I’ve long found the notion of a microstate intriguing.
How is it that a relatively small parcel of land gets deemed to be an independent nation after all the wars, mergers, and other events that led to the general pattern of large nations?
So, over the years, I’ve visited several such nations: Liechtenstein, Luxembourg, Monaco, and Andorra, to name a few. (And, yes, I realize the notion of microstate is ambiguous. Some might not think of Luxembourg as a microstate.)
I arranged this part of the trip specifically so I could visit the remaining two microstates in the European mainland, San Marino and Vatican City. Vatican, of course, is known to everyone as the heart of the Catholic faith. San Marino, on the other hand? I’m guessing most of you haven’t heard of it. It’s basically a city on a hill that somehow remained independent from Italy, which surrounds it on all sides.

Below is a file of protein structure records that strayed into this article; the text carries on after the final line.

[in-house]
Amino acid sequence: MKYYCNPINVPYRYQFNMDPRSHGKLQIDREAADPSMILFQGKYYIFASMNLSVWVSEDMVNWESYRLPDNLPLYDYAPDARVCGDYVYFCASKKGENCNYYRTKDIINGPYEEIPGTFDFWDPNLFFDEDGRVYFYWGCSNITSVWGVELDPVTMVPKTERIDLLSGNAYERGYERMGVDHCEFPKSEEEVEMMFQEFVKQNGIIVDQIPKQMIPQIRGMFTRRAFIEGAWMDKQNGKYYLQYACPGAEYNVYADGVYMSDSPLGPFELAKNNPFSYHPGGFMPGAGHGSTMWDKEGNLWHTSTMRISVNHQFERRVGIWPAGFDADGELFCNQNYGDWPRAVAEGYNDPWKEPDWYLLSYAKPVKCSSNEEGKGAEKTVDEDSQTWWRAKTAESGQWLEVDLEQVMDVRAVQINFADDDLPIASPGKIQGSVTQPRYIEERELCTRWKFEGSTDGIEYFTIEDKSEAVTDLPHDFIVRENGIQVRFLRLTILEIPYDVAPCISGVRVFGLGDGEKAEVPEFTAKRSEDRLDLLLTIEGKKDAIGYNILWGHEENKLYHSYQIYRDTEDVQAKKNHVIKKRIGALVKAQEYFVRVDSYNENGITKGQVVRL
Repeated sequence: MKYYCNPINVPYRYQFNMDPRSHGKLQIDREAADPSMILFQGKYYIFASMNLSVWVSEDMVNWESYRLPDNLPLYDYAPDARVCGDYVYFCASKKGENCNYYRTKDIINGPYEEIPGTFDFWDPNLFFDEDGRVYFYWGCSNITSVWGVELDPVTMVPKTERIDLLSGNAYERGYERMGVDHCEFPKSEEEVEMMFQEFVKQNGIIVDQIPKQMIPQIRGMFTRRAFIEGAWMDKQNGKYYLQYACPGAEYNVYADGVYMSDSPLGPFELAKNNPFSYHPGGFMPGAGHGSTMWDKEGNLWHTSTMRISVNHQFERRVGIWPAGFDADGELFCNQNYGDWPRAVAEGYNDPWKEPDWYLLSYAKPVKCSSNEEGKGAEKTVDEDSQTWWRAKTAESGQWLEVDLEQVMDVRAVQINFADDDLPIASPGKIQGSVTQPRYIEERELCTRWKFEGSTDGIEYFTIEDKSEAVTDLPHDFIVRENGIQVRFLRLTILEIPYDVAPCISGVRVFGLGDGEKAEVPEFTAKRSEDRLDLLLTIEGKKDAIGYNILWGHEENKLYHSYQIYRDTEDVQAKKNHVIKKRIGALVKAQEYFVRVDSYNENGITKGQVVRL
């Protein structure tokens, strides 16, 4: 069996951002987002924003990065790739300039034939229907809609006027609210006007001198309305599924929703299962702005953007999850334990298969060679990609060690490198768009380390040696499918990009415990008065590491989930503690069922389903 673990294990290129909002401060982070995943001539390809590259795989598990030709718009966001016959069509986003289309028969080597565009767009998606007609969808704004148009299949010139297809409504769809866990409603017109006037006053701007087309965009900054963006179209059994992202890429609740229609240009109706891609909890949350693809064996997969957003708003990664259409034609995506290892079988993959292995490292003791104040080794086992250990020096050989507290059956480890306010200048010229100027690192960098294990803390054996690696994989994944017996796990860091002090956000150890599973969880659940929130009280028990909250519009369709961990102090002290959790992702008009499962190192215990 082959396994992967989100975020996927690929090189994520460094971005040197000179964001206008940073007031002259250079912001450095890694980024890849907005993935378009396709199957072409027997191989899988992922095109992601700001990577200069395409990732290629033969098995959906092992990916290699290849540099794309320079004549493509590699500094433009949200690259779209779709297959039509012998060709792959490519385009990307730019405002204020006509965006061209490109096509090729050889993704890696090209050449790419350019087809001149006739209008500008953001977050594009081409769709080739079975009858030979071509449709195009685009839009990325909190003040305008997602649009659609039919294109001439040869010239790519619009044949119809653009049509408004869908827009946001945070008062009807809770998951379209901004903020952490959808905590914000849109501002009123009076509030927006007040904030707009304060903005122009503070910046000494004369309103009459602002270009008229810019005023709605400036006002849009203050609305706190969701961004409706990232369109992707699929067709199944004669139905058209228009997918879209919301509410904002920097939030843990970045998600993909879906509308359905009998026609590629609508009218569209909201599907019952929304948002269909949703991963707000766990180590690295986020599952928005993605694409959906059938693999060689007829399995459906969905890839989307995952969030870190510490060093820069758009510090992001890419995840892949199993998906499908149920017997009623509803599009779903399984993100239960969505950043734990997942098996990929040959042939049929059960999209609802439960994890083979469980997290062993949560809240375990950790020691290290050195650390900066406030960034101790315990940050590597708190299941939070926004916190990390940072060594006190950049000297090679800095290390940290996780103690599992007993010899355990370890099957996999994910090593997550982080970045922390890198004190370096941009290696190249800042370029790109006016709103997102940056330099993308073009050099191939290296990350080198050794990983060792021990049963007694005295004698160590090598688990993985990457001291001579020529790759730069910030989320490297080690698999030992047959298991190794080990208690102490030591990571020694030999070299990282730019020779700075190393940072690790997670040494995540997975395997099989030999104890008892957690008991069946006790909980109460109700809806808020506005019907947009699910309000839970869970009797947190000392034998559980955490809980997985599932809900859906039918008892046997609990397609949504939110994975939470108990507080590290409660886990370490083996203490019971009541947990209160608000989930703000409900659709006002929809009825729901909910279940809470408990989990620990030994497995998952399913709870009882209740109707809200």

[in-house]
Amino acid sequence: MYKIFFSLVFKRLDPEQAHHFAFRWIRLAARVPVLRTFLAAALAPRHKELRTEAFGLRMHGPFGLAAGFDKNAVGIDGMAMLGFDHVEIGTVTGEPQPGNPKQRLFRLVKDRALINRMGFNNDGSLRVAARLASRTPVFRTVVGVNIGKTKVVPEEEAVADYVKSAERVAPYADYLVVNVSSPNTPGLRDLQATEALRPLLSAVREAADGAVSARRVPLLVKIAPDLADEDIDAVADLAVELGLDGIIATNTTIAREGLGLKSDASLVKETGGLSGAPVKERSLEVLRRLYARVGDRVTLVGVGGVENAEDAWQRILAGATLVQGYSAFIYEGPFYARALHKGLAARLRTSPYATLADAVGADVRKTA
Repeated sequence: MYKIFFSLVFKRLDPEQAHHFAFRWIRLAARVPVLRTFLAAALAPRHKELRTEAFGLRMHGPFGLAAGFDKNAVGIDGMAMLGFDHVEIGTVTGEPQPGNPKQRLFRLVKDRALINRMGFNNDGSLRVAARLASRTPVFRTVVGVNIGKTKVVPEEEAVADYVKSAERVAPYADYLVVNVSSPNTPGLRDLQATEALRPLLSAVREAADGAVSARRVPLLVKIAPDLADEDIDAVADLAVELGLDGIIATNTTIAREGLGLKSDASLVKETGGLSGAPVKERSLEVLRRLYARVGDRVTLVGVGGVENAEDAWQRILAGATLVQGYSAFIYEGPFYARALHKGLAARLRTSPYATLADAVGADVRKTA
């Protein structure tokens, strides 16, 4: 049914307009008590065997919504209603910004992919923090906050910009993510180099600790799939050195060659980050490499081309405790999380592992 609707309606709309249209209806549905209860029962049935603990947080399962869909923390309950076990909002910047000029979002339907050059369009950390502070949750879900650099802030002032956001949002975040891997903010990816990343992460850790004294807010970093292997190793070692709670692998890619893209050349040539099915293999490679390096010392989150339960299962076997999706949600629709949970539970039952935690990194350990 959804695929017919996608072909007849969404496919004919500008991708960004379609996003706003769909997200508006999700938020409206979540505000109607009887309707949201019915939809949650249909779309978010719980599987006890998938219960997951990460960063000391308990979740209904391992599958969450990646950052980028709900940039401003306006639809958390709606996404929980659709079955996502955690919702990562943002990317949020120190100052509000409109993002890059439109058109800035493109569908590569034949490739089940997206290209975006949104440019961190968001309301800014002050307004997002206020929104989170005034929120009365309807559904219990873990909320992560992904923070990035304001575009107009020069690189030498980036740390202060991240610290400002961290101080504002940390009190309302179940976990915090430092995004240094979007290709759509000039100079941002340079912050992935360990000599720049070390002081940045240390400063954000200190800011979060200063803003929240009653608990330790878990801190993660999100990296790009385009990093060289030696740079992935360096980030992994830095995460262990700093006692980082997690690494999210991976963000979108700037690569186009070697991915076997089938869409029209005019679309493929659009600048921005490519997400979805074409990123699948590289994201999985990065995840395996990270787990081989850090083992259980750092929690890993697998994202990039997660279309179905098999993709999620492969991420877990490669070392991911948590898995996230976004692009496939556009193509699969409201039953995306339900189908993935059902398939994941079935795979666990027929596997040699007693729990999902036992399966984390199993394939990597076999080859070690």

Today’s photos are from San Marino, the countryside along the route from there to Rome, and then from Rome in the vicinity of the Vatican.